The Grow Local OC Conference: The Future of Urban Food Systems slated for Nov. 10 – 11 at Cal State University, Fullerton is excited to announce that Jeremy Samson, co-director of Cultivate Together and Slow Food Orange County Garden chair, will speak to conference attendees on the community development benefits of school gardens in Orange County.
Jeremy is an urban farmer, who works with several different organizations to improve the food system in Orange County with gardens. He is co-director of Cultivate Together, a non-profit focused on facilitating the creation and sustainability of neighborhood farms and community garden spaces. As an Orange County Master Gardener he is a member of the Speakers Bureau that teaches gardening classes around the county. After attending the Edible School Yard Academy in Berkeley last year, he now serves on the School Garden Team for the Master Gardeners and as the Slow Food Orange County Garden chair.
Gardening is one of Slow Food Orange County’s primary focus areas. When Jeremy moved to Anaheim a few years ago, he was surprised by the city’s dearth of public gardens.
“In 2012 there were no community gardens in Anaheim,” says Samson, who grew up in Maine and is well-versed in Slow Food culture.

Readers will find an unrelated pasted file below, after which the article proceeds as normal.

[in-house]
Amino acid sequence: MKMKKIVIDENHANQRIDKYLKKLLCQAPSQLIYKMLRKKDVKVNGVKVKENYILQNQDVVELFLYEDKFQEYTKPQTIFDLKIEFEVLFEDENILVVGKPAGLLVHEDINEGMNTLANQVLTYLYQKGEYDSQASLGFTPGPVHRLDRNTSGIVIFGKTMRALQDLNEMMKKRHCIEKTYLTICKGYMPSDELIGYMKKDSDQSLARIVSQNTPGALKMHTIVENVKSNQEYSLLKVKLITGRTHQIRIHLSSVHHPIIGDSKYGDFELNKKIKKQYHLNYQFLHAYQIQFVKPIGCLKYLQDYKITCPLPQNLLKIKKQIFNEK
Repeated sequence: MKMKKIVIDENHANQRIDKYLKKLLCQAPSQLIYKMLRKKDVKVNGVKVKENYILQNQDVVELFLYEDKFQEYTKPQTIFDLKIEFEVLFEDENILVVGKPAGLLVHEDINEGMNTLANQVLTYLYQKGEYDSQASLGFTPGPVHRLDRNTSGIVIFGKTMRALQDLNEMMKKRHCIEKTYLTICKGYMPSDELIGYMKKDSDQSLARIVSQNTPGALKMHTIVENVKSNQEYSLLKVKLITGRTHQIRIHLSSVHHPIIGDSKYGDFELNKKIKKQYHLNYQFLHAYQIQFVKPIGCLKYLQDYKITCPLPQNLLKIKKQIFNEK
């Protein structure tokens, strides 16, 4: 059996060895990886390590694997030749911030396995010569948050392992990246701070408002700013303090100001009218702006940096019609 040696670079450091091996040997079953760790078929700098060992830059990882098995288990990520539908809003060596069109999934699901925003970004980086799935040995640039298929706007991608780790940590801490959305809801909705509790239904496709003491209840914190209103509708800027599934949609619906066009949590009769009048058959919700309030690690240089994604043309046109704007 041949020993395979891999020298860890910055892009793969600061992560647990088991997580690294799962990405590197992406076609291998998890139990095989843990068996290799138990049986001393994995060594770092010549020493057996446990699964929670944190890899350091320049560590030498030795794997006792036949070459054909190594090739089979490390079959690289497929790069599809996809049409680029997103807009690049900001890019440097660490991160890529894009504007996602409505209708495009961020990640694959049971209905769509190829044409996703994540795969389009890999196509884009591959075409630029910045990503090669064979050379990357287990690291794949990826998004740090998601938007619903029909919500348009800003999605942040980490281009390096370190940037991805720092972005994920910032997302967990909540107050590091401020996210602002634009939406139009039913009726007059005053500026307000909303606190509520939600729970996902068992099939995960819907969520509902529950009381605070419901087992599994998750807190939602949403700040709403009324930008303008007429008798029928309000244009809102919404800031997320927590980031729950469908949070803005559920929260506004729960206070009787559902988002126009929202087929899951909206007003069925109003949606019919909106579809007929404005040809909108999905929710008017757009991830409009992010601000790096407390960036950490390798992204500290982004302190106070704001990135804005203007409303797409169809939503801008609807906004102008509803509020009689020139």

He moved to Anaheim after serving in the U.S. Navy, quickly joined the Master Gardeners of Orange County, and became involved in gardening and sustainability endeavors. Soon after joining Slow Food Orange County, he became chair of its School and Community Gardens program.
“Slow Food Orange County put out a call for new board members,” he says. “It relies on the skill sets of volunteers, and my skill set is school garden programs.”
Samson has put his talents to good use, as Slow Food Orange County has played a key role in numerous garden endeavors. These include the installation of a new drip irrigation system in a church garden, giving an heirloom seed grant and cooking demonstration to Tustin Memorial Academy students, providing volunteers to the Irvine Ranch Outdoor Education Center, and collaborating with The Ecology Center’s Grow Your Own! program to bolster the efforts of teachers developing school gardens.
Jeremy also owns a small landscape design and consultation business specializing in edible and drought tolerant landscaping with an emphasis on resource conservation and wildlife habitat.
Register now to hear Jeremy speak about the local food systems benefits that accrue as a result of the development of community and school gardens: http://growlocaloc.eventbrite.com